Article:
JEFFERSON CITY, Mo (WGEM) -- Missouri Gov. Mike Parson held a news conference on Thursday to announce that the state would investigate what he called hacking of the Department of Elementary and Secondary Education's (DESE) website.
The announcement came after the St. Louis Post-Dispatch reported on a vulnerability on the DESE website that it said allowed anyone to search teacher certifications and credentials.
The Post-Dispatch reported it notified DESE about the issue and delayed the publishing of its report to give the department time to resolve the issue. The Post-Dispatch said the department had removed the pages from the site prior to the paper publishing its story.
In Thursday's news conference, Gov. Parson said through a "multi-step process an individual took the records of at least three educators, decoded the HTML source code, and viewed the social security numbers of those specific educators."
What the governor described as hacking could be done by any person by clicking a button on their browser to view the source code of a website. However, in this case, personal information was made available by the state in that source code.
The Post-Dispatch reported that its attorney Joseph Martineau, of Lewis Rice, made the following statement late Wednesday:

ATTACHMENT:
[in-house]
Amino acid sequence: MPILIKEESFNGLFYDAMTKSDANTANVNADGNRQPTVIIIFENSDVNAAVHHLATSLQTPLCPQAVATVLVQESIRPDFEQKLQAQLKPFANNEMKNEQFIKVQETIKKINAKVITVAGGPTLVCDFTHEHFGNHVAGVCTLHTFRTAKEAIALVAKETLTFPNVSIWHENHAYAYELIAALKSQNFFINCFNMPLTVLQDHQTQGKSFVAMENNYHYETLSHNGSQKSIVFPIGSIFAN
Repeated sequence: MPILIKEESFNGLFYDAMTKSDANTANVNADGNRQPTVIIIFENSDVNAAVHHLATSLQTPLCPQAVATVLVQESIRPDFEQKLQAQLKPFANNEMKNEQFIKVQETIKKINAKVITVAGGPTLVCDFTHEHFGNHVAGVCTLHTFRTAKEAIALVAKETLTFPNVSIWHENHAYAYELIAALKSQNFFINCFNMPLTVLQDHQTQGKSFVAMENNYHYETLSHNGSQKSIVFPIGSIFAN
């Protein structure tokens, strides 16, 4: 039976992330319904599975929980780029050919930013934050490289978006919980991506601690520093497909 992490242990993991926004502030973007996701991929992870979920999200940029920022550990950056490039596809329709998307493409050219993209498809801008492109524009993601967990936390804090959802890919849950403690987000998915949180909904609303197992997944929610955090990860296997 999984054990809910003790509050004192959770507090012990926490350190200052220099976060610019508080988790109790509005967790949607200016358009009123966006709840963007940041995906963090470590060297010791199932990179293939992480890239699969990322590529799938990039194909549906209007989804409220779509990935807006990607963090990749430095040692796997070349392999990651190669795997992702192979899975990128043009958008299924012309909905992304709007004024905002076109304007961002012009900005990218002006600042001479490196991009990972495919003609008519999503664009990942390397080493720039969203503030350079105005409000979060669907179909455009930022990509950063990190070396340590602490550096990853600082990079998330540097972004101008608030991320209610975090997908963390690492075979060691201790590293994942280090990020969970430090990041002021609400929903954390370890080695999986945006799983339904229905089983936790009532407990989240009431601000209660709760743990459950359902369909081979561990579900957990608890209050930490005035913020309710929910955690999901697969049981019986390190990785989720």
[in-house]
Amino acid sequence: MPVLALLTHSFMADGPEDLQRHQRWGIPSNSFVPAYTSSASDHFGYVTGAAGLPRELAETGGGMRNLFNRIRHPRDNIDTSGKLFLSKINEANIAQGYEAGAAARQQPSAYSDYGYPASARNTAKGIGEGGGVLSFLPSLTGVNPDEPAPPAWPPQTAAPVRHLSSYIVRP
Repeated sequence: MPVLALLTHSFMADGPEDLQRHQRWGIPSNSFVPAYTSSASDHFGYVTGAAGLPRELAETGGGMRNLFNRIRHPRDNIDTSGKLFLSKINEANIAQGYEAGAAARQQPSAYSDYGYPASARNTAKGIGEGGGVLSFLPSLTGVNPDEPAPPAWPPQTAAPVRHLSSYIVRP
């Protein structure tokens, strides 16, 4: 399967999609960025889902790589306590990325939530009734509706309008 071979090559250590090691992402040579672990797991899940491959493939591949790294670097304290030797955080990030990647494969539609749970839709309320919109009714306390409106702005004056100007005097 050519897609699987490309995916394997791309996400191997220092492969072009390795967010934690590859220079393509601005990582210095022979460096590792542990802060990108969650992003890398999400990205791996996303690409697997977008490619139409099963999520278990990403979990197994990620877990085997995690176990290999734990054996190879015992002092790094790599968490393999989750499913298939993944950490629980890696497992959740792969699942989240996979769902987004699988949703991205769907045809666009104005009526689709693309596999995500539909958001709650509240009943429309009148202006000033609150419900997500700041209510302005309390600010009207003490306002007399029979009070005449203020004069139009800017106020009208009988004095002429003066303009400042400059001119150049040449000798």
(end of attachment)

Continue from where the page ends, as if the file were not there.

“The reporter did the responsible thing by reporting his findings to DESE so that the state could act to prevent disclosure and misuse,” Martineau said in a written statement. “A hacker is someone who subverts computer security with malicious or criminal intent. Here, there was no breach of any firewall or security and certainly no malicious intent.
The Post-Dispatch reported that it notified the state of the problem, and gave the Parson administration time to fix it before publishing the story.
Gov. Parson said it is unlawful to access encoded data and systems in order to examine people's personal information and we are coordinating state resources to respond and utilize all legal methods available," Parson said. "My administration has notified the Cole County Prosecutor of this matter, the Missouri State Highway Patrol's Digital Forensic Unit will also be conducting an investigation of all of those involved."
Gov. Parson added, "this matter is a serious matter. The State is committing to bring to justice anyone who hacked our system and anyone who aided or encouraged them to do so. "
Gov. Parson went on the accused the "individual" of acting against a state agency to compromise teachers' personal information in an attempt to embarrass the state and sell headlines for their news outlet.
“For DESE to deflect its failures by referring to this as ‘hacking’ is unfounded," Martineau said. "Thankfully, these failures were discovered.”